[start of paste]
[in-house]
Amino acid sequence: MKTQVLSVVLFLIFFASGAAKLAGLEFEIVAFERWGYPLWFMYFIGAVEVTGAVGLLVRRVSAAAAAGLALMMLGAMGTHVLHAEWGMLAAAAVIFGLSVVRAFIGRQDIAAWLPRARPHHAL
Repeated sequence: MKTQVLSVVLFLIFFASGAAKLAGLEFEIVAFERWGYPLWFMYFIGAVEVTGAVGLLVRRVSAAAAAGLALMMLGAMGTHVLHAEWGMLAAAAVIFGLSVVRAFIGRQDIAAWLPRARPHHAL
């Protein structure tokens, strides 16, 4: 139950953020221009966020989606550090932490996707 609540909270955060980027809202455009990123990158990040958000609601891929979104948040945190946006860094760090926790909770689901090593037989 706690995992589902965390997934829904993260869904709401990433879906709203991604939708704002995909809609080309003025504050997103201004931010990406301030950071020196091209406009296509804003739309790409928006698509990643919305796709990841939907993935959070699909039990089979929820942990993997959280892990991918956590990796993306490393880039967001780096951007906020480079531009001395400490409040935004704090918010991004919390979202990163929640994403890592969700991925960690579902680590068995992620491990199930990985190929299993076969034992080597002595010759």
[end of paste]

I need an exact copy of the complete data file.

[in-house]
Amino acid sequence: MKTQVLSVVLFLIFFASGAAKLAGLEFEIVAFERWGYPLWFMYFIGAVEVTGAVGLLVRRVSAAAAAGLALMMLGAMGTHVLHAEWGMLAAAAVIFGLSVVRAFIGRQDIAAWLPRARPHHAL
Repeated sequence: MKTQVLSVVLFLIFFASGAAKLAGLEFEIVAFERWGYPLWFMYFIGAVEVTGAVGLLVRRVSAAAAAGLALMMLGAMGTHVLHAEWGMLAAAAVIFGLSVVRAFIGRQDIAAWLPRARPHHAL
């Protein structure tokens, strides 16, 4: 139950953020221009966020989606550090932490996707 609540909270955060980027809202455009990123990158990040958000609601891929979104948040945190946006860094760090926790909770689901090593037989 706690995992589902965390997934829904993260869904709401990433879906709203991604939708704002995909809609080309003025504050997103201004931010990406301030950071020196091209406009296509804003739309790409928006698509990643919305796709990841939907993935959070699909039990089979929820942990993997959280892990991918956590990796993306490393880039967001780096951007906020480079531009001395400490409040935004704090918010991004919390979202990163929640994403890592969700991925960690579902680590068995992620491990199930990985190929299993076969034992080597002595010759």